11 Annex 2 the role of each contributing factor in causing the applicant's loss. The SRA will base any grant on its assessment of that portion of the loss primarily attributable to the acts of the defaulting practitioner as opposed to that portion which is primarily attributable to the acts or omissions of the other parties, or to other factors. The SRA may decide to make a grant on a pro-rata basis in accordance with its assessment of the importance of each contributing factor in the loss, or may reject an application in its entirety if it is of the opinion that the loss was primarily due to other factors rather than the defaulting practitioner's conduct When a solicitor, REL or RFL is practising as the manager or employee of a body authorised not by the SRA but by another approved regulator, the SRA will not consider any claim in respect of that individual's act or default, or his or her employee's act or default When an individual authorised not by the SRA but by another approved regulator is practising as the manager or employee of a recognised body, the SRA will in its discretion consider a claim in respect of that individual's act or default In the case of a defaulting licensed body, the SRA will assess the extent (if any) to which the loss is attributable to an act or default in the course of performance of a regulated activity (as opposed to an activity not regulated by the SRA or to other factors). The SRA will take that assessment into account in deciding whether to make a grant and, if so, in what amount. The SRA may refuse to make any grant in a case where it assesses that the loss was primarily attributable to an act or default in the course of performance of an activity not regulated by the SRA or to other factors. Rule 11: Applications: form and time limit 11.1 Every application must be delivered to the SRA, in such form as may from time to time be prescribed by the SRA, within twelve months after the loss, or likelihood of loss, or failure to account, as the case may be, first came, or reasonably should have come, to the knowledge of the applicant. The SRA may extend this period if satisfied that there are circumstances which justify the extension of the time limit. Rule 12: Documentation in support 12.1 The burden of proving a claim rests with the applicant who must provide such documentation as may be required by the SRA including when requested, a statement of truth. Failure to provide such documentation or to co-operate with the SRA will be taken into account when determining the merits of the application. Rule 13: Exhausting other remedies 13.1 A grant may be refused or limited where the loss or part of the loss is an insured risk or where the loss is capable of being made good by some other means. Page 11 of 29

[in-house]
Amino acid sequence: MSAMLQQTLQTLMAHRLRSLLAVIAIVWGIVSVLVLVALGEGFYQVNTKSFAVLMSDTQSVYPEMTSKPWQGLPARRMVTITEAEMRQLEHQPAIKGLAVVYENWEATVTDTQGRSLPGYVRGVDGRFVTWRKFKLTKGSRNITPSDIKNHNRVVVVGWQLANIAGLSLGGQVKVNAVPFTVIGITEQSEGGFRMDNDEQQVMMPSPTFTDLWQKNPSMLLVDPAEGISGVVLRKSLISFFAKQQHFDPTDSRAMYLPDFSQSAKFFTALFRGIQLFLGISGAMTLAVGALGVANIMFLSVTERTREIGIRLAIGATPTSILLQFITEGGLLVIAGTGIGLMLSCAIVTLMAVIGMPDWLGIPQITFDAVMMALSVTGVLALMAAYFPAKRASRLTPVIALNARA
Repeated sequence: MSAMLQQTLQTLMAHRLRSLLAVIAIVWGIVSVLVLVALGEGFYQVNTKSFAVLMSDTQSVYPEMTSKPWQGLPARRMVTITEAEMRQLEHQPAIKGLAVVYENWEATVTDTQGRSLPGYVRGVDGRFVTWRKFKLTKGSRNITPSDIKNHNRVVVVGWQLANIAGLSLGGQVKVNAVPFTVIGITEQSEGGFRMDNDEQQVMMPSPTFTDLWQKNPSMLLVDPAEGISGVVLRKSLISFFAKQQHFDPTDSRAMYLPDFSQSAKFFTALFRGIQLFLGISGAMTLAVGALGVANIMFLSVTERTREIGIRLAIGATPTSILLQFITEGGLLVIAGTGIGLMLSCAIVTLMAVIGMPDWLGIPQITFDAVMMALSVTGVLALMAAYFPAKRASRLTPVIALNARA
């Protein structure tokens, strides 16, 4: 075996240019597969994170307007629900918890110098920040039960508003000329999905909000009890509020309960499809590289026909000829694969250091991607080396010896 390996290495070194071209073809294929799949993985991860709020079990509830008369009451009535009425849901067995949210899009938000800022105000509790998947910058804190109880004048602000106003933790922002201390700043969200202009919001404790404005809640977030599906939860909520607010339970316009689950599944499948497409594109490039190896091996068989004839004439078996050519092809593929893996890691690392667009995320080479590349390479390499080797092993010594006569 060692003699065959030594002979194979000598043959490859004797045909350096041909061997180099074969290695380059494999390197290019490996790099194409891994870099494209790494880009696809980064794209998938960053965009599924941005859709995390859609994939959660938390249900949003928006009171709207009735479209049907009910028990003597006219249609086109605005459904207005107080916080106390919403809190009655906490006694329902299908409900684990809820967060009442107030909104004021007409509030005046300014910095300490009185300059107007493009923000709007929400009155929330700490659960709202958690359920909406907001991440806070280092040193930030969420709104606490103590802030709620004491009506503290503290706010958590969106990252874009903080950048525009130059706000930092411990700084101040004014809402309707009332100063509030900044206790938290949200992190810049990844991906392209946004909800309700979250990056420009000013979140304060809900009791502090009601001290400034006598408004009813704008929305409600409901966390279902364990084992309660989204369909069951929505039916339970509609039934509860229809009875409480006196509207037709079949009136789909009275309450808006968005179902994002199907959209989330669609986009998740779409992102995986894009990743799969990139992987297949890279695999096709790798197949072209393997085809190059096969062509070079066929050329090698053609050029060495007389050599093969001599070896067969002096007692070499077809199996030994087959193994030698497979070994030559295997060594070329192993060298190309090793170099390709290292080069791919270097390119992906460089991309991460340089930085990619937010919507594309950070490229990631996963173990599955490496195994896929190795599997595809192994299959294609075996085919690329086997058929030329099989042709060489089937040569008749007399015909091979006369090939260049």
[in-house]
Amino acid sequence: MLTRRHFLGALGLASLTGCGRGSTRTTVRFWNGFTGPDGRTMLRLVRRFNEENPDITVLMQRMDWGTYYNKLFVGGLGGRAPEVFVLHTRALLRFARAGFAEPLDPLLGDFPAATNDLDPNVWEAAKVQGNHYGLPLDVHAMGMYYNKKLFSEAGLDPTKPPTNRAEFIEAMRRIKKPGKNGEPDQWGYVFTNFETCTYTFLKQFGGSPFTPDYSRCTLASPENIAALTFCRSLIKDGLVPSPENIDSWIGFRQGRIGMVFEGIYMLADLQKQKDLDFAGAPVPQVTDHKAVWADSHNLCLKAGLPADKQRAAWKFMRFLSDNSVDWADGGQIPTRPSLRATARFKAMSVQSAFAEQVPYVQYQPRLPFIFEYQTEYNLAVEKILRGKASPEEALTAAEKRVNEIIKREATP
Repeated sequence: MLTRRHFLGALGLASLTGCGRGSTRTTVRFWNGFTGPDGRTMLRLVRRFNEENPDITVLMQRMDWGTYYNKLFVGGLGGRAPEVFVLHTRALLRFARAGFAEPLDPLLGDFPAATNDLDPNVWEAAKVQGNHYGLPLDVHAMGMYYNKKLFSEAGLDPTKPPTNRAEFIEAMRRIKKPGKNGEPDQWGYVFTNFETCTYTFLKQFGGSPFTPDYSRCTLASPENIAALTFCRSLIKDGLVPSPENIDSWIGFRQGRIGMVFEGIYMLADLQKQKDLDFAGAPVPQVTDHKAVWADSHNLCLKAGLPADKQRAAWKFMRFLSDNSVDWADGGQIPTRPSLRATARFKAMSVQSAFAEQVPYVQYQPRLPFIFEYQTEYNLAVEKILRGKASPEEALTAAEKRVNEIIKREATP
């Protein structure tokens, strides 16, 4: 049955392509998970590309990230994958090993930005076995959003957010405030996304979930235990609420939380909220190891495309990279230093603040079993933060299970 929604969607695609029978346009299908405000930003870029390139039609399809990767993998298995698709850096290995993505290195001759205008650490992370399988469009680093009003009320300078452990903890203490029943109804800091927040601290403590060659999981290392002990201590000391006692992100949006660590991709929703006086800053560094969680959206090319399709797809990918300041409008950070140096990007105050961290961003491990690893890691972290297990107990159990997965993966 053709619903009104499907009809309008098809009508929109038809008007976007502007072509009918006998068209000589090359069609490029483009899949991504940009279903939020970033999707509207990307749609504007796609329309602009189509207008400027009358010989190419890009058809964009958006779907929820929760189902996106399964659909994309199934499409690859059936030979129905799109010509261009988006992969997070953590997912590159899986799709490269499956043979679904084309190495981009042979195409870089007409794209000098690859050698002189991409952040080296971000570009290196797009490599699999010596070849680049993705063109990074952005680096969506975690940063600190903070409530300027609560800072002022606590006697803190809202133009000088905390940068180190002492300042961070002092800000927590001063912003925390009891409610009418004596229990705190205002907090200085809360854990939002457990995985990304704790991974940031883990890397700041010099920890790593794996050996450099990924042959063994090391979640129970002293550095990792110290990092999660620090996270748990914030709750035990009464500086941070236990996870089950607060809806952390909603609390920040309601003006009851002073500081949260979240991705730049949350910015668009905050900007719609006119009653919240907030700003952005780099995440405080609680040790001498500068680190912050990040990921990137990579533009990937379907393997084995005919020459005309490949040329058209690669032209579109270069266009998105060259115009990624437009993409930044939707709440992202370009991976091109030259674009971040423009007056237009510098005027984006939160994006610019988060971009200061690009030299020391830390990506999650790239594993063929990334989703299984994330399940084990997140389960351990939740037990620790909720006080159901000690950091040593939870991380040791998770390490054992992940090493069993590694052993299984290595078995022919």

12 Annex The SRA may, before deciding whether to make a grant, require the applicant: (a) (c) (d) to pursue any civil remedy which may be available to the applicant in respect of the loss; to commence insolvency proceedings; to make a formal complaint to the Police in respect of any dishonesty on the part of the defaulting practitioner; or to assist in the taking of any action against the defaulting practitioner In respect of an application for a grant under rule 5, the SRA may, before deciding whether to make a grant, require the applicant and/or the defaulting practitioner to seek indemnity from one or more qualifying insurers under a policy or policies of qualifying insurance In the absolute discretion of the SRA, a grant may be made before requiring the applicant to resort to other means of recovery. Rule 14: Notice to defaulting practitioner 14.1 The SRA shall not make a grant unless: (a) a communication has been sent to the defaulting practitioner at his, her or its last known correspondence address or to his, her or its representative informing the defaulting practitioner of the nature and value of the application; and not less than eight days have elapsed since the date of receipt of such communication, which shall be regarded as the day following the date of the communication If it appears to the SRA that: (a) any communication sent under rule 14.1 will not come to the attention of the defaulting practitioner or his, her or its representative; or a grant should be made urgently as an interim measure to protect the interests of an applicant or potential applicant to the Fund, then the SRA may make a grant notwithstanding failure to comply with the provisions of this rule Where the SRA has made a grant as an interim measure in accordance with rule 14.2, the SRA shall as soon as practicable send the communication referred to in rule 14.1(a) and may (insofar as the failure to communicate before the making of the Page 12 of 29